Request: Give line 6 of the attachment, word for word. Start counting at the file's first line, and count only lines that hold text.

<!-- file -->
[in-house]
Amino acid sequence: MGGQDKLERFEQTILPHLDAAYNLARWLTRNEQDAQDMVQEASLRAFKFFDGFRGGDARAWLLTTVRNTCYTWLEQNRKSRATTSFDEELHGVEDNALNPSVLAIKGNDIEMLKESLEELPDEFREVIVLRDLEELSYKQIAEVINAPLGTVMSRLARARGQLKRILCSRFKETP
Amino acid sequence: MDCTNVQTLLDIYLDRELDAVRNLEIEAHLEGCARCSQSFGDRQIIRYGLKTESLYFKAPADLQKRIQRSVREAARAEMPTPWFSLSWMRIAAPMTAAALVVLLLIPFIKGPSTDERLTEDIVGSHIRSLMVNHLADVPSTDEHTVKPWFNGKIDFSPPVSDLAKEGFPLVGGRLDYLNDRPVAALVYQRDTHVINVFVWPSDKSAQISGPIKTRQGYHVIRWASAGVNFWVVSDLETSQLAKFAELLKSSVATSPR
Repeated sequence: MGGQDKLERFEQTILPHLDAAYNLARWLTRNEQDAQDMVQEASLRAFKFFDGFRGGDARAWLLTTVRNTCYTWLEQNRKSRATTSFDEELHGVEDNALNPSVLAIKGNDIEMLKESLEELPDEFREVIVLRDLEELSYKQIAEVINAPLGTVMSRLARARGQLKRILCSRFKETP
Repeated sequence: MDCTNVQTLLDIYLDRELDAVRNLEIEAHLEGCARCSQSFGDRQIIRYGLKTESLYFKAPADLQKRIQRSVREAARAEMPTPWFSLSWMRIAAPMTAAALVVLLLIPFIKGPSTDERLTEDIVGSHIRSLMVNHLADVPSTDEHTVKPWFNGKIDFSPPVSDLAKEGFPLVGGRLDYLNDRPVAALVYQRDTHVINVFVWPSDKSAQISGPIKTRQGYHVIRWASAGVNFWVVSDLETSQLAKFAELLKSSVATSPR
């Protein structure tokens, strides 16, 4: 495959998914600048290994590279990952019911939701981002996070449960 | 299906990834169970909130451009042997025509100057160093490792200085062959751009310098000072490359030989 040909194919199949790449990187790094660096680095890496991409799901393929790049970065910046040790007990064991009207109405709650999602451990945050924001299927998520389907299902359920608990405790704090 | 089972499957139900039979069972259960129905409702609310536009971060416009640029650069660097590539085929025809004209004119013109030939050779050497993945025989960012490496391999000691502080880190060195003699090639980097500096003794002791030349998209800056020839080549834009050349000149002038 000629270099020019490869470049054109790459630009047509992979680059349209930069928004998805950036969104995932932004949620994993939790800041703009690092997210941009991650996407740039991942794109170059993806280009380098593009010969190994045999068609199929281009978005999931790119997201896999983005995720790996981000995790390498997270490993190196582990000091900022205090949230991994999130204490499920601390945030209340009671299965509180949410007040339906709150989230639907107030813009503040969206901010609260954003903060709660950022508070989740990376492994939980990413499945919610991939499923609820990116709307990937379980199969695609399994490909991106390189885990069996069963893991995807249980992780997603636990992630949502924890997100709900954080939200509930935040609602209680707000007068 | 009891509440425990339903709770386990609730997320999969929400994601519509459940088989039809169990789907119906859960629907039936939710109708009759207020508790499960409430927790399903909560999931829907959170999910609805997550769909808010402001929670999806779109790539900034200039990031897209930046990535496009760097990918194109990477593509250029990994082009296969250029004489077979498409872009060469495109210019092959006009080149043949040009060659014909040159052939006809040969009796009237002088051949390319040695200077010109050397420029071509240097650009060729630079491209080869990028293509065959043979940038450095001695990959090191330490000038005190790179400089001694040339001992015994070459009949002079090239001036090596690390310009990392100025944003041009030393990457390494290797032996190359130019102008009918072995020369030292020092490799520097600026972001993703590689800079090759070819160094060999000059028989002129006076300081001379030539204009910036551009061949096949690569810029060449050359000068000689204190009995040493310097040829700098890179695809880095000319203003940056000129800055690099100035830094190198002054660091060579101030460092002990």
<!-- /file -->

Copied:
């Protein structure tokens, strides 16, 4: 495959998914600048290994590279990952019911939701981002996070449960 | 299906990834169970909130451009042997025509100057160093490792200085062959751009310098000072490359030989 040909194919199949790449990187790094660096680095890496991409799901393929790049970065910046040790007990064991009207109405709650999602451990945050924001299927998520389907299902359920608990405790704090 | 089972499957139900039979069972259960129905409702609310536009971060416009640029650069660097590539085929025809004209004119013109030939050779050497993945025989960012490496391999000691502080880190060195003699090639980097500096003794002791030349998209800056020839080549834009050349000149002038 000629270099020019490869470049054109790459630009047509992979680059349209930069928004998805950036969104995932932004949620994993939790800041703009690092997210941009991650996407740039991942794109170059993806280009380098593009010969190994045999068609199929281009978005999931790119997201896999983005995720790996981000995790390498997270490993190196582990000091900022205090949230991994999130204490499920601390945030209340009671299965509180949410007040339906709150989230639907107030813009503040969206901010609260954003903060709660950022508070989740990376492994939980990413499945919610991939499923609820990116709307990937379980199969695609399994490909991106390189885990069996069963893991995807249980992780997603636990992630949502924890997100709900954080939200509930935040609602209680707000007068 | 009891509440425990339903709770386990609730997320999969929400994601519509459940088989039809169990789907119906859960629907039936939710109708009759207020508790499960409430927790399903909560999931829907959170999910609805997550769909808010402001929670999806779109790539900034200039990031897209930046990535496009760097990918194109990477593509250029990994082009296969250029004489077979498409872009060469495109210019092959006009080149043949040009060659014909040159052939006809040969009796009237002088051949390319040695200077010109050397420029071509240097650009060729630079491209080869990028293509065959043979940038450095001695990959090191330490000038005190790179400089001694040339001992015994070459009949002079090239001036090596690390310009990392100025944003041009030393990457390494290797032996190359130019102008009918072995020369030292020092490799520097600026972001993703590689800079090759070819160094060999000059028989002129006076300081001379030539204009910036551009061949096949690569810029060449050359000068000689204190009995040493310097040829700098890179695809880095000319203003940056000129800055690099100035830094190198002054660091060579101030460092002990």